For further advice, farmers are recommended to speak to their veterinary surgeon or Suitable Qualified Person for more information.

Download

0 Comment

loginuserlogo
Name

Please enter your name


Email

Please enter your email

Please enter valid email


Comment

Please enter your comment


Post Comment

Your comment has been submitted successfully. Please wait for admin approval.


Comments

No comments posted yet. Be the first to post a comment


Canada | 26 August 2016
Canadian beef exports to EU in limbo over E. coli dispute

If differences of opinion over food safety practices are not resolved, the big promises of a new European market for Canadian beef may be a pipe dream. The Comprehensive Economic and Trade Agreemen...


India | 26 August 2016
GM mustard clears hurdle in India but more remain

A government panel has cleared commercial use of what would be India's first genetically modified (GM) food crop, but politicians still have to give final approvals amid wide-spread public opposition....


USA | 26 August 2016
USDA buys $20 million in cheese from dairy farms

Moving to bolster dairy farmers who are struggling to cope with price declines, the Agriculture Department announced Tuesday it is spending $20 million - on 11 million pounds of cheese. A taxpayer ...


France | 26 August 2016
Lactalis talks with French milk producers end with no deal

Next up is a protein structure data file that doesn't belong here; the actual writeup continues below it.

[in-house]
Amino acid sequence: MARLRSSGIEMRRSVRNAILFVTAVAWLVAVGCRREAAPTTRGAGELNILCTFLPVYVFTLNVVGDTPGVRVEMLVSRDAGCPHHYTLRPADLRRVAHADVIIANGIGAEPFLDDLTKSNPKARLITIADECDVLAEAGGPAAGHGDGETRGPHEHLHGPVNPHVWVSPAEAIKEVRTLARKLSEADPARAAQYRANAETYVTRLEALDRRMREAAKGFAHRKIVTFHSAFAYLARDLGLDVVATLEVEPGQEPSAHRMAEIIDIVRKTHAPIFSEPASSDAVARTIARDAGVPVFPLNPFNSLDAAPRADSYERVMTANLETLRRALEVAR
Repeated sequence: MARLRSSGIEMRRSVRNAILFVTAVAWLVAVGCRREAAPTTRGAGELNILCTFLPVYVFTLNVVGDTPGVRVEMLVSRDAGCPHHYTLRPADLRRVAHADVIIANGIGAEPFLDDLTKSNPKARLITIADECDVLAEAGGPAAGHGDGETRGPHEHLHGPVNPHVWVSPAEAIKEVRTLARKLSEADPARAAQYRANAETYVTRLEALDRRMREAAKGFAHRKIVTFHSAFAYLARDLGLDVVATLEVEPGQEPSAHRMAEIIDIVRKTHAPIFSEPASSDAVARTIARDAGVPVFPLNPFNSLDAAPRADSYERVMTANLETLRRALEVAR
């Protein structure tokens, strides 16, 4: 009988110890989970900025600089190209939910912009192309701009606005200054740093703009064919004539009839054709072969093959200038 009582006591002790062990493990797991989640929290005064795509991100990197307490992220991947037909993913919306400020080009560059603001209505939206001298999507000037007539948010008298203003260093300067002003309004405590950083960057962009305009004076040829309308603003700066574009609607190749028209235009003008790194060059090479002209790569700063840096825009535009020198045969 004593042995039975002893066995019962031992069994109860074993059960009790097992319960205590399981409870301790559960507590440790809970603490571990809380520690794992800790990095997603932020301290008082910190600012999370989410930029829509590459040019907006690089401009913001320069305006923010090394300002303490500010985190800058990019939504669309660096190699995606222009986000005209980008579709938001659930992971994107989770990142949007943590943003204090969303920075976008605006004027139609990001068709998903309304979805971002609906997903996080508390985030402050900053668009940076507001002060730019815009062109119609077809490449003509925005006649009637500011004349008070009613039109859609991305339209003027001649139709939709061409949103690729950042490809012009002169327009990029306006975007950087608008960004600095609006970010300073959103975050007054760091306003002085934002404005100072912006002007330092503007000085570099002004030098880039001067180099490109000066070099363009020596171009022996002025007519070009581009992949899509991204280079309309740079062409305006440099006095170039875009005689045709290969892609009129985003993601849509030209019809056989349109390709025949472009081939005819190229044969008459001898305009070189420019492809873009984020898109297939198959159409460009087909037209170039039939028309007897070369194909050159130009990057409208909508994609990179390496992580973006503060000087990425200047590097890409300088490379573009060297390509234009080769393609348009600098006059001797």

A meeting between Europe's largest dairy group Lactalis and French milk producers requesting a rise in prices ended in a deadlock after 10 hours of negotiations, sources close to the talks said. ...


USA | 26 August 2016
California farmers turn to sewers for water

California's prolonged drought is forcing Central Valley farmers to scramble for water to irrigate crops. They have to be creative. One agency is even turning to a sewage plant to meet demand. Just...



Trending Now

Viewed
Discussed


Top stories you may have missed
FarmingUK
FarmingUK Logo

FarmingUK

The British public are overwhelmingly in favour of keeping or strengthening...


FarmingUK
FarmingUK Logo

FarmingUK

The sustained recovery of pig prices since the spring has come at a time wh...


FarmingUK
FarmingUK Logo

FarmingUK

A World Trade Organisation (WTO) panel has declared the Russian import ban ...


FarmingUK
FarmingUK Logo

FarmingUK

A new study has linked oilseed rape crops grown from neonicotinoid-treated ...


FarmingUK
FarmingUK Logo

FarmingUK

Philip Hammond is to guarantee billions of pounds of UK government investme...


FarmingUK
FarmingUK Logo

FarmingUK

Access to the foreign labour market is 'critical', according the chief exec...


FarmingUK
FarmingUK Logo

FarmingUK

The Tenant Farmers Association has said the National Trust's vision for a p...


FarmingUK
FarmingUK Logo

FarmingUK

Ulster farmers will 'not lie down and wave the white flag' when Brexit nego...


FarmingUK
FarmingUK Logo

FarmingUK

The cost of rural crime to the UK economy costs £42.5 million a year, accor...


FarmingUK
FarmingUK Logo

FarmingUK

A young farmers club member from Oxfordshire has created a petition on the ...


closeicon
Username
Password